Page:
In the LostPass case it was security researcher Sean Cassidy who demonstrated how a cleverly crafted phishing attack could leave LastPass accounts wide open, even if they had Two Factor Authentication (2FA) enabled.
In his ‘LostPass’ presentation to the ShmooCon hacker conference in Washington D.C. over the weekend, Cassidy revealed how the LostPass attack works because “LastPass displays messages in the browser that attackers can fake.”
The full LostPass code is available via Github for anyone who wants to take a look. However, in what Cassidy calls a ‘pixel-perfect phishing’ attack, LostPass exploits the user expectation of session expired ‘log in again’ notifications displayed in the browser viewport.
Thing is, an attacker could draw the notification instead of LastPass and the user would be none the wiser. “The LastPass login screen and two-factor prompt are drawn in the viewport as well,” Cassidy explains.
OK, like all phishing attacks it does require a fair degree of user interaction including visiting a malicious site. However, it then just takes the lostpass.js to be deployed, which checks for the LastPass plug-in being installed and if found displays the fake, but pixel perfect, login expired notification while at the same time logging the user out of LastPass with a logout Cross-Site Request Forgery (CSRF).
LastPass has a good record of being open about potential compromises, and responding quickly as a rule. The LostPass situation is no different, and we applaud them for it.
The user is then directed to the attacker-controlled login page, and the damage is done. Even if when calling the LastPass API it discovers that 2FA is required, LostPass can simply redirect them to a fake 2FA prompt to capture the required information.
What makes this even more concerning, and exploits another ‘ease of use’ feature just introduced to LastPass in the form of an emergency contact, is that LostPass can add the attacking server as a trusted device for a good degree of attack persistence.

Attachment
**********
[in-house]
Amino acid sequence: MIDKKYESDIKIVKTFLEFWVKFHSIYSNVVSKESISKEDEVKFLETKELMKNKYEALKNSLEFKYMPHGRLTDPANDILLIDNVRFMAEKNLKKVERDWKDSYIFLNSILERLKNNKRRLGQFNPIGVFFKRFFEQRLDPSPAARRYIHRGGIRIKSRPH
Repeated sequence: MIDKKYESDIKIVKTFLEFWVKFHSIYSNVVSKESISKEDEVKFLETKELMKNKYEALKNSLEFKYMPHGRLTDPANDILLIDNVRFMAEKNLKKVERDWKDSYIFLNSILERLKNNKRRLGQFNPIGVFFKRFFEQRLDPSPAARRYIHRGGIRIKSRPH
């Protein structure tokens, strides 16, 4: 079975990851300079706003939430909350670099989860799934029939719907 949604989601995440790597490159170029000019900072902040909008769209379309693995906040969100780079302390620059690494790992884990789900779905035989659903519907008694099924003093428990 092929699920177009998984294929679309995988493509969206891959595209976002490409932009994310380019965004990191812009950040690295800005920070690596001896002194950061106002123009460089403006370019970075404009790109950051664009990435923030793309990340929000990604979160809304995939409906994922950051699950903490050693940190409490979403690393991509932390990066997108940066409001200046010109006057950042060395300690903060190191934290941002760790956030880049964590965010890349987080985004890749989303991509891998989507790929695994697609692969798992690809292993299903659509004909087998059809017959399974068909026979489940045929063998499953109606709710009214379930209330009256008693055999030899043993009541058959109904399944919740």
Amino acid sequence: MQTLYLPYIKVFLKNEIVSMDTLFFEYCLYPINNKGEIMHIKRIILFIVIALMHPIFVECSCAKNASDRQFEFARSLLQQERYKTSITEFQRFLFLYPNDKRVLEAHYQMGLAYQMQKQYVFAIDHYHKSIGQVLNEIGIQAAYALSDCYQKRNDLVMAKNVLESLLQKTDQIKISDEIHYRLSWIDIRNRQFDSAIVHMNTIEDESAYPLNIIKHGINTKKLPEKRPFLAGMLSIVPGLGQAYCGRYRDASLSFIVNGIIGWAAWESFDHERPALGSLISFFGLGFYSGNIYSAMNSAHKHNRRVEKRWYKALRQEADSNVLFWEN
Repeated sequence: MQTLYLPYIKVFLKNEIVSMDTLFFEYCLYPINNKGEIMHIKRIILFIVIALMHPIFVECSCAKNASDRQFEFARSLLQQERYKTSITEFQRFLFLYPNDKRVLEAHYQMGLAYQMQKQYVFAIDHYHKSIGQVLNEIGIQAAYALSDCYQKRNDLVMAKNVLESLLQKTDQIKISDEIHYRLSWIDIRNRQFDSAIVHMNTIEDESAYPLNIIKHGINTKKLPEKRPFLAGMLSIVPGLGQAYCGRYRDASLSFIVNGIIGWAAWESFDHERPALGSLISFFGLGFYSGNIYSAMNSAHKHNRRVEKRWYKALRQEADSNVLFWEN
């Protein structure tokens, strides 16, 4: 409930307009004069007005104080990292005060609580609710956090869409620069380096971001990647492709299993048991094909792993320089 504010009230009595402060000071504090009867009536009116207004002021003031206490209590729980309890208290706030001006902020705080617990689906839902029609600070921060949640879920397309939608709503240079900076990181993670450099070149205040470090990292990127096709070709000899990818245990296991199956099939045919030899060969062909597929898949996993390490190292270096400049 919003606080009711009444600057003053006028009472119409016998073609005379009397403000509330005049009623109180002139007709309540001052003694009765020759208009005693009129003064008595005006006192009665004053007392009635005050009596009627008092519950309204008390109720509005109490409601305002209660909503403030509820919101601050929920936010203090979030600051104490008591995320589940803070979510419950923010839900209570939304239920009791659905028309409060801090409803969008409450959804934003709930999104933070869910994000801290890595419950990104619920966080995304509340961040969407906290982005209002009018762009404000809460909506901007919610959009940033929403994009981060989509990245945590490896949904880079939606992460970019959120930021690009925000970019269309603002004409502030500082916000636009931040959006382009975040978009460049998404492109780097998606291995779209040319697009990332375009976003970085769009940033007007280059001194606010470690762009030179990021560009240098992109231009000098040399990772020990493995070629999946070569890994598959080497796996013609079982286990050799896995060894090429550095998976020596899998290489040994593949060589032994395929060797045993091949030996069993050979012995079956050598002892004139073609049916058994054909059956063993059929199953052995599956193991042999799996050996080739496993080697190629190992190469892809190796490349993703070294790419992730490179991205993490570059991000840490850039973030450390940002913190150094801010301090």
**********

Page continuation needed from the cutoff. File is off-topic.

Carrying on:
Cassidy warns that the attack works best “against the Chrome browser because they use an HTML login page,” whereas Firefox pops up a window for its login page, “so it looks like whatever operating system you’re on.”
LastPass itself has responded quickly with a statement that says it has introduced prevention that stops a malicious page from actually logging the user out of LastPass. “Even though the malicious page shows a fake LastPass notification saying the user has been logged out and needs to login again,” LastPass insists, “the user can see that the LastPass extension itself in their browser toolbar is still logged in.”
Of course, the user may not spot that and may well click on the fake notification to login again, what then? “LastPass will detect if the user enters their master password on a non-LastPass page and pops a strong warning,” we are told, “even before the user submits it to the page.”
This means that the user should be aware, immediately, that their master password may have been compromised and have the opportunity to change it. Unless the attacker suppresses that warning, as suggested by Cassidy in his presentation.
LastPass states that, despite what Cassidy says, if a user enters their master password and two-factor data, the attacker would be unable to gain access to the account without also completing the email verification steps. “This requires access to the user’s email address (or security email address, if enabled for their LastPass account) to approve the new location or device.”
It does seem that, as LastPass says, the email verification process reduces the threat of the LostPass attack. It’s perhaps most dangerous if the attacker also has access to a compromised email account. This isn’t beyond the realms of possibility, of course, but the attack risk factor is diluted somewhat it would seem.
LastPass has a good record of being open about potential compromises, and responding quickly as a rule. The LostPass situation is no different, and we applaud them for it. As from now it’s the default to have email verification switched on when logging in from unknown devices or locations, even for those users with 2FA enabled.
LastPass says it is “working to release additional notification options that bypass the viewport and therefore eliminate the risk that it presents in phishing attacks.” All we need now is for it to work a bit harder.